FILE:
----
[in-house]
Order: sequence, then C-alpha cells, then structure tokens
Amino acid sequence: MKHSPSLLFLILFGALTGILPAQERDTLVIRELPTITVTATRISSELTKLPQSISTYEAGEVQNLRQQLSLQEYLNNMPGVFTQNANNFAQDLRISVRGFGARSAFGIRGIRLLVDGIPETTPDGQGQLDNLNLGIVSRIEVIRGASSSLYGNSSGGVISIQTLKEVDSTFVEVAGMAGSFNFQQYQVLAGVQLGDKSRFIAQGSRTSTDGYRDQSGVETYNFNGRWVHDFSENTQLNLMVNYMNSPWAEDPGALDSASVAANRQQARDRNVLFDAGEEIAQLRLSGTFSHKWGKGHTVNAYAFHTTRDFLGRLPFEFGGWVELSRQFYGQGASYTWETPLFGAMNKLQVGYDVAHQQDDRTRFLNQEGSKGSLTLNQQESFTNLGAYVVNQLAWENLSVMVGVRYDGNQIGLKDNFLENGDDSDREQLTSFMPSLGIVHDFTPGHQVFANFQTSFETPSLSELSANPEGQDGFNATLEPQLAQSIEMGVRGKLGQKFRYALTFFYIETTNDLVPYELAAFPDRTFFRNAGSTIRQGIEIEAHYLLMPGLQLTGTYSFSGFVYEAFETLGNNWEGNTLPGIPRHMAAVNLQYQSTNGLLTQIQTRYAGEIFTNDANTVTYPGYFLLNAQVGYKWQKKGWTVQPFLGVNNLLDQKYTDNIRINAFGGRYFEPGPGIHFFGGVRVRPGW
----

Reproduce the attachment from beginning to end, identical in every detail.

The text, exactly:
[in-house]
Order: sequence, then C-alpha cells, then structure tokens
Amino acid sequence: MKHSPSLLFLILFGALTGILPAQERDTLVIRELPTITVTATRISSELTKLPQSISTYEAGEVQNLRQQLSLQEYLNNMPGVFTQNANNFAQDLRISVRGFGARSAFGIRGIRLLVDGIPETTPDGQGQLDNLNLGIVSRIEVIRGASSSLYGNSSGGVISIQTLKEVDSTFVEVAGMAGSFNFQQYQVLAGVQLGDKSRFIAQGSRTSTDGYRDQSGVETYNFNGRWVHDFSENTQLNLMVNYMNSPWAEDPGALDSASVAANRQQARDRNVLFDAGEEIAQLRLSGTFSHKWGKGHTVNAYAFHTTRDFLGRLPFEFGGWVELSRQFYGQGASYTWETPLFGAMNKLQVGYDVAHQQDDRTRFLNQEGSKGSLTLNQQESFTNLGAYVVNQLAWENLSVMVGVRYDGNQIGLKDNFLENGDDSDREQLTSFMPSLGIVHDFTPGHQVFANFQTSFETPSLSELSANPEGQDGFNATLEPQLAQSIEMGVRGKLGQKFRYALTFFYIETTNDLVPYELAAFPDRTFFRNAGSTIRQGIEIEAHYLLMPGLQLTGTYSFSGFVYEAFETLGNNWEGNTLPGIPRHMAAVNLQYQSTNGLLTQIQTRYAGEIFTNDANTVTYPGYFLLNAQVGYKWQKKGWTVQPFLGVNNLLDQKYTDNIRINAFGGRYFEPGPGIHFFGGVRVRPGW